ECOS 38(6)

The prospect of leaving the European Union has created uncertainty and concern about the future for environmental protection and support for nature conservation in the UK. The appointment of Michael Gove as Environment Secretary initially heightened some of those concerns. However, against expectations he is being seen as a possible advocate for the natural world. Is this justified? Can we trust his apparent enthusiasm for confronting environmental harms and the interests of the wealthy and powerful?

A green conversion?

When Michael Gove was appointed as Environment Secretary in June this year you could almost hear the anguished and angered screams from environmentalists up and down the land. The Guardian reported that even a coalition colleague of Gove’s had commented that it was like putting the “Fox in charge of the hen house”.[1] Caroline Lucas, the Green party co-leader and MP said it was hard to “think of many politicians as ill-equipped for the role of Environment Secretary as Michael Gove”.

There were concerns that his voting record on setting carbon emission targets, his attempts to remove climate change from the school geography curriculum, and his opposition to EU environmental laws, all signalled an Environment Secretary likely to have little regard for the environment.


It is a surprise therefore that within just a few months he has been transformed into, if not quite the poster boy for the environment movement, at least someone about whom there are positive mumblings.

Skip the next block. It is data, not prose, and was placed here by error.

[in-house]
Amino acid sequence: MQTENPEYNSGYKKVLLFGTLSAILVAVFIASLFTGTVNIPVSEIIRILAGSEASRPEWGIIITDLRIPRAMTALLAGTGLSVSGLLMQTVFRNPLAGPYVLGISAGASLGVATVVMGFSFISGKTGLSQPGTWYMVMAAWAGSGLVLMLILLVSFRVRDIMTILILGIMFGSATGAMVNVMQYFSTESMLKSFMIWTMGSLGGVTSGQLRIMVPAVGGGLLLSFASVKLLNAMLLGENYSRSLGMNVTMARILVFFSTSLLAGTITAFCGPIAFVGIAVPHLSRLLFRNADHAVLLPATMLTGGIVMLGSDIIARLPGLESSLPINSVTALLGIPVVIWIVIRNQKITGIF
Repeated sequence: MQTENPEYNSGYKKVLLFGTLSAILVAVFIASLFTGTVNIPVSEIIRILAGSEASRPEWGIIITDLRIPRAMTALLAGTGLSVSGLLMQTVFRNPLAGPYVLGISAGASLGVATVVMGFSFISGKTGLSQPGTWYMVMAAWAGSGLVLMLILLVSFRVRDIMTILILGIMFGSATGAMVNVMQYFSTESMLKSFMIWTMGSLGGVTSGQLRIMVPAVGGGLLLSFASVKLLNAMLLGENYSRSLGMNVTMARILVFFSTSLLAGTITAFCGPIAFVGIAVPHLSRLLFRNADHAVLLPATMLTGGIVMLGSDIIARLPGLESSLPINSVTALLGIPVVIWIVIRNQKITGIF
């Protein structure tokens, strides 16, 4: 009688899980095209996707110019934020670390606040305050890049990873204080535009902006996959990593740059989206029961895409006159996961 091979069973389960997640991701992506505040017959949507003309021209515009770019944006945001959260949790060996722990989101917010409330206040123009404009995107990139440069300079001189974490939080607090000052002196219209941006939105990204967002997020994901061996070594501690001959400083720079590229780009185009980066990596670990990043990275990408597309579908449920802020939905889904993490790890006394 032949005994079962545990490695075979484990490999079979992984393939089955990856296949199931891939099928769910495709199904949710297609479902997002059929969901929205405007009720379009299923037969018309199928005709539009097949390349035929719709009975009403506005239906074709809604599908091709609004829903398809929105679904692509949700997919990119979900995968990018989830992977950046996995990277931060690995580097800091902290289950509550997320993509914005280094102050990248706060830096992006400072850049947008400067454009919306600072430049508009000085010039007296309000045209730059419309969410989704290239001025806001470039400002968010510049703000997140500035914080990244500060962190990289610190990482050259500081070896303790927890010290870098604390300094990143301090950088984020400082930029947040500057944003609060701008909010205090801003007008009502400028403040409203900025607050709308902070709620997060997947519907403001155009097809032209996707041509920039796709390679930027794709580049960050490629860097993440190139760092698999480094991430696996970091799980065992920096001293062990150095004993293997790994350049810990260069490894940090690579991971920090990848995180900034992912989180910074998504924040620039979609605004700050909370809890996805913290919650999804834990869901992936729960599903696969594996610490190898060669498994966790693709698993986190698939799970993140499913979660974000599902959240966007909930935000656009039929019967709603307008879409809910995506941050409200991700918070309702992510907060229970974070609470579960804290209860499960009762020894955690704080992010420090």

At the heart of this apparent transformation is his belief that environmentalism is a “core Conservative instinct”. This view was reflected in his Conservative Conference speech in October this year where he insisted that “Conservatism is rooted in nature…and in reverence for the natural world” and presented the party as “the first and still the most ambitious green party”[2].

Questioned in 2014, while still Education Secretary, about why many Tories view the environment as a left-wing issue, he responded that the environmental agenda had been captured “by people who want to use the genuine dangers ... as a way of providing a new rationale for greater state power and centralisation”.[2] He argued that, on the contrary, environmentalism was in reality a “core Conservative instinct”. His position as Environment Secretary offers an opportunity to demonstrate his belief.

Progressive and traditional values

In speeches over the first few months he has pledged to tackle marine plastics, review the scientific evidence on neonicitinoids, halt the ivory trade, protect urban trees from the axe and challenge privileged rich landowner’s right to agricultural subsidy. He has decried the EU’s Common Agricultural Policy as “environmentally damaging and socially unjust” and insisted that farm subsidies must be earned through the provision of public goods.

On the other hand he has also referred to the need to support farming against the vagaries of unpredictable weather and diseases, and to protect the ‘human ecology’ of upland landscapes. His view of what constitutes a green and pleasant land may be quite different from that of many environmentalists, more rooted in a nostalgic view of a bucolic rural idyll than a wild and wildlife rich landscape.

His intention to provide support for farmers to provide public goods may well sit uneasily with his instinctive desire to reduce bureaucracy and red tape and limit the power of central government. The very nature of public goods means that they sit outside the market and ensuring their protection and delivery requires some sort of enforcement or verification.